Success stories

The care and services she received at Keystone Hall's Transitional Living Center turned Laurie Goguen's life around. Financing from the Community Loan Fund made it possible for more to follow in her footsteps.
April Levin wanted life insurance. Not the kind that cashed out when she died. The kind that would improve her life and those of her sons while she was still very much alive. She wanted a college degree.
Jane and Peter McLaughlin of Lyme first invested in the New Hampshire Community Loan Fund in 2009. Their investment earns interest along with an "intangible dividend"--the knowledge that their money “is being used for all the right purposes.”
Ben's Maple Products and Abigail's Bakery are just two of the businesses that have benefited from working with consultants through the Farm Food Initiative.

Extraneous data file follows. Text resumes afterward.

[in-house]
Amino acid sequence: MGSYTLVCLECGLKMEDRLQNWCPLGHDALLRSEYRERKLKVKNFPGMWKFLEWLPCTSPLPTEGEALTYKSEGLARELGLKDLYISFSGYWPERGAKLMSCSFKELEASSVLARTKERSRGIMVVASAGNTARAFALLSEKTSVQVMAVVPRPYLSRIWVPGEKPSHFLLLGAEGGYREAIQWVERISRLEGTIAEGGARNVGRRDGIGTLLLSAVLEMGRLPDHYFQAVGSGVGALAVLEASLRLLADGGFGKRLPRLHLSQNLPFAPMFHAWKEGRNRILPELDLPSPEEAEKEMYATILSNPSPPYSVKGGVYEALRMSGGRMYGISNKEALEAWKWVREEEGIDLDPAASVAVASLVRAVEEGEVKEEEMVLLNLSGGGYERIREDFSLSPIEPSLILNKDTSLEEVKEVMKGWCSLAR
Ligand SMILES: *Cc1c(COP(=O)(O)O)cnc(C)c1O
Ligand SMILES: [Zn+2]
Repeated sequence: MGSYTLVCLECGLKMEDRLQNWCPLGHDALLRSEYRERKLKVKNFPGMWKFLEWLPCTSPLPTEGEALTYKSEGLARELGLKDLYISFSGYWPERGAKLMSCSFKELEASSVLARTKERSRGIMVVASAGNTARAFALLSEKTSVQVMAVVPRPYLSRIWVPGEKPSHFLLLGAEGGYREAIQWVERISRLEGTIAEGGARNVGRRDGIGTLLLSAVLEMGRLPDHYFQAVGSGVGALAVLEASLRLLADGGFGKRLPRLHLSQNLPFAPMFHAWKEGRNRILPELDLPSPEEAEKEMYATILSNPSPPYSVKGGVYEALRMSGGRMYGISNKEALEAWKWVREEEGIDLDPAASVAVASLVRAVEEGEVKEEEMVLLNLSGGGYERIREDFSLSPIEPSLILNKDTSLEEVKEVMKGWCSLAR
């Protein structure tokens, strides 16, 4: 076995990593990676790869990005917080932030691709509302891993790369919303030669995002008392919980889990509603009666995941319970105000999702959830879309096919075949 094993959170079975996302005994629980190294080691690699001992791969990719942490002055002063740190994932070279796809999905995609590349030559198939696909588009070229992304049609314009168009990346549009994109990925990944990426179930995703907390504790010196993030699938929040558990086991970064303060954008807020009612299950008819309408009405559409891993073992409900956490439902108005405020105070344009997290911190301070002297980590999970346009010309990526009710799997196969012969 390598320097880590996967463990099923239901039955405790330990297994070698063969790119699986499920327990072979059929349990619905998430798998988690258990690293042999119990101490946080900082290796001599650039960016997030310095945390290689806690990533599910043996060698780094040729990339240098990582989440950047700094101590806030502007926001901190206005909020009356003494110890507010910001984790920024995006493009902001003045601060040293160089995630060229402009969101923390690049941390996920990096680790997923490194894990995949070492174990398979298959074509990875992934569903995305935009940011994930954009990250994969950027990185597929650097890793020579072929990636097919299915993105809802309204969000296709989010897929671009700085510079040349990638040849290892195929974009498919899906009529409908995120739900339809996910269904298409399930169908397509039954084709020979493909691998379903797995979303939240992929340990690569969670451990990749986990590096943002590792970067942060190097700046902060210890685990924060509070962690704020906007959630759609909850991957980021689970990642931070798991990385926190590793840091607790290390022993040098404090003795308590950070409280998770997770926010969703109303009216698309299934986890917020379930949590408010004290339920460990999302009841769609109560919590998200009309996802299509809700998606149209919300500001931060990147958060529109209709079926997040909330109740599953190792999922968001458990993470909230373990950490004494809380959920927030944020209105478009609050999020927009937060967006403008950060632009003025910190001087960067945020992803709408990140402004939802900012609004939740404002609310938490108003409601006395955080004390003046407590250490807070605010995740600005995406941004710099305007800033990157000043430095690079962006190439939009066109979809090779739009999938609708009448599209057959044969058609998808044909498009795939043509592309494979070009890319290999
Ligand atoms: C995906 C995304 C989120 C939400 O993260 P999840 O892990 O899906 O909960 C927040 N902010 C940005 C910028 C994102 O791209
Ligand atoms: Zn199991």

Child care and early-education programs operate on paper-thin profit margins, yet must remain affordable to working families. The Business of Child Care Initiative helps directors sharpen their business skills.
Abigail Easterly and Scott Silberfeld felt a huge disconnect between their deeply held values and the behavior of the corporations where their money was invested. It wasn’t a comfortable feeling. Then they found the New Hampshire Community Loan Fund.
The New Hampshire Community Loan Fund's Business Finance team made three equipment loans to Tuckerman Brewery, enabling the company to move, expand, and double its full-time workforce.
It was called “monumental,” “pioneering,” and “the most important affordable housing project in New England,” but when the recession hit, the Gile Hill housing development faced foreclosure. The Community Loan Fund stepped in with flexible capital to keep the project afloat.
Derek Cornell and Kim Kirk aren't afraid of hard work. Leading a cooperative effort to buy and manage their North Country manufactured-home park was the right thing to do because "good people live here and we want them to have a good place to live.”
The Scanlons were among the many thousands of homeowners crushed by the recession of the late 2000s. Bankrupt and heartbroken, living in a tiny subsidized apartment, they reached out to the Community Loan Fund. Five weeks later, they were homeowners.